Mr. Marchand’s unique IRS register number was 935 and the Quarterly Return of September 1950 shows he was transferred to a day school at the age of 16. After successfully completing secondary school, he earned two university degrees. And as they say, the rest is history.

Quarterly Return that records Leonard Marchand’s move to a day school

There were surely thousands of accomplished IRS students like Marchand, but most of their stories have been ignored in favor of the sensationalized but unsubstantiated tales of being abused, demeaned, poorly taught, and inadequately fed at these schools.

The real story of the IRS is yet to be told.

The Quarterly Returns, which also present indirect evidence of successful students, were only one of many government forms and documents for which the register numbers were used in communications between the schools and the DIA. Taken together, they contain details of the date of death, cause of death, and place of burial for each student.

The successor to the TRC, The National Centre for Truth and Reconciliation’s (NCTR) Student Memorial Register now contains the names of over 4,000 students who died or “went missing” while attending an IRS, but, to a careful observer, what appears to be missing from the Register is a determined effort to inform the families and other concerned parties, like band officials, whenever authenticated burial places of IRS-enrolled children have been found. Because finding these children is the stated objective of the Missing Children Project and the Memorial Register, the failure to do so for whatever reason — incompetence, sloth, indifference, or political bias — is preventing closure to the families and members of the children’s communities, as well as to Canadians in general.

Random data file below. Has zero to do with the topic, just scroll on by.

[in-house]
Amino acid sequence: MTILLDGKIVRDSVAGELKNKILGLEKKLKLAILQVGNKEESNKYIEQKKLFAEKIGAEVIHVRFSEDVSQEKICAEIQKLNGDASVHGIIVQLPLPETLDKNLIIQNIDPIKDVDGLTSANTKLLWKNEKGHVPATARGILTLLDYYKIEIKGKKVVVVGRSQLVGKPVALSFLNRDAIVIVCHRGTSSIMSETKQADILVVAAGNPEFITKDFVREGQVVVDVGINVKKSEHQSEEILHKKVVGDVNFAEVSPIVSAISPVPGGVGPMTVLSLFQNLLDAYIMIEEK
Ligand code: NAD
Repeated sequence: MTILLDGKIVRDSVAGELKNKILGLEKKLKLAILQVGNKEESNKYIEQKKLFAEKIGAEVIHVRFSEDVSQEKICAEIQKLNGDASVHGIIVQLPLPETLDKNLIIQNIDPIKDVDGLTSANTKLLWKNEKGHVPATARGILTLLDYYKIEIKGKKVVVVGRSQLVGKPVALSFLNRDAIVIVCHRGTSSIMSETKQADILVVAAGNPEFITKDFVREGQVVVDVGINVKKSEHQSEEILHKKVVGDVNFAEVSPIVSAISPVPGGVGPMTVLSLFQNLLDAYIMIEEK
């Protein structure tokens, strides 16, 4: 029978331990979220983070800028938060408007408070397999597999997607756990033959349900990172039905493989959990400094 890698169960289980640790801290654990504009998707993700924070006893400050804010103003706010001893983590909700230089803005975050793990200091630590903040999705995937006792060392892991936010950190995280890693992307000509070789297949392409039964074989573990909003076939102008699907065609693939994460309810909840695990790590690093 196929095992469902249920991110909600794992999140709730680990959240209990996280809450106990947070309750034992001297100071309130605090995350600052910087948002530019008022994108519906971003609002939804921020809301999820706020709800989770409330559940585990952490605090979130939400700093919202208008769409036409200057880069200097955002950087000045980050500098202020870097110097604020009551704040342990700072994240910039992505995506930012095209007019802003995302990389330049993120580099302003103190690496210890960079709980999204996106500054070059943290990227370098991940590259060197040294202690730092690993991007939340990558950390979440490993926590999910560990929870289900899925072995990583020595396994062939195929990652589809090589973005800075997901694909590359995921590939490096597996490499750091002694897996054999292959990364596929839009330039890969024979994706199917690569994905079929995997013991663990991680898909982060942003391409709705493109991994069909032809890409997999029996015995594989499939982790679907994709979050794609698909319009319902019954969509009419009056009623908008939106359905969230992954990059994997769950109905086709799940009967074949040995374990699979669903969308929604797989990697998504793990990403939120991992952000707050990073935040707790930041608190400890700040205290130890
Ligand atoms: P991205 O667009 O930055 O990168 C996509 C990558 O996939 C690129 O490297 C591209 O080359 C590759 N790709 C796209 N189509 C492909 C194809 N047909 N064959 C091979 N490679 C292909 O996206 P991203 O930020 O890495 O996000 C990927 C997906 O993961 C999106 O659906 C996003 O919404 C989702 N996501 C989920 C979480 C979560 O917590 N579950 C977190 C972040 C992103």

It is also a betrayal of the TRC’s assertion that without truth, there can never be reconciliation.

One determined researcher, working without office staff and millions of dollars, has spent many hours searching the British Columbia death records, school Quarterly Returns, DIA inquiries into student deaths, and other sources for all 416 of the children who are recorded on the NCTR Memorial Register lists for that province. So far, she has found various types of death records for 265, or 64 percent of them.  Many of the records are full death certificates listing the place and cause of death along with the place of burial. That lone researcher also discovered that most of the children were buried on their home reserves, contrary to the false assertions by many ill-informed or mischievous commentators that students were buried in mass graves in unnamed burial grounds under cover of darkness. The same researcher has determined the fate — described here and here — of all but two of the 51 “missing” children on the Kamloops IRS Student Memorial Register.

The question that all Canadians need to ask is why both the TRC and the NCTR, formal bodies that have operated for a number of years with scores of well-paid employees and lots of public funding — $72 million for the TRC alone — all the while peddling the unproven claim of thousands of missing Indigenous children — failed to carefully comb through the archives, seeking out the same information that this one lone and unfunded researcher discovered in a few short months.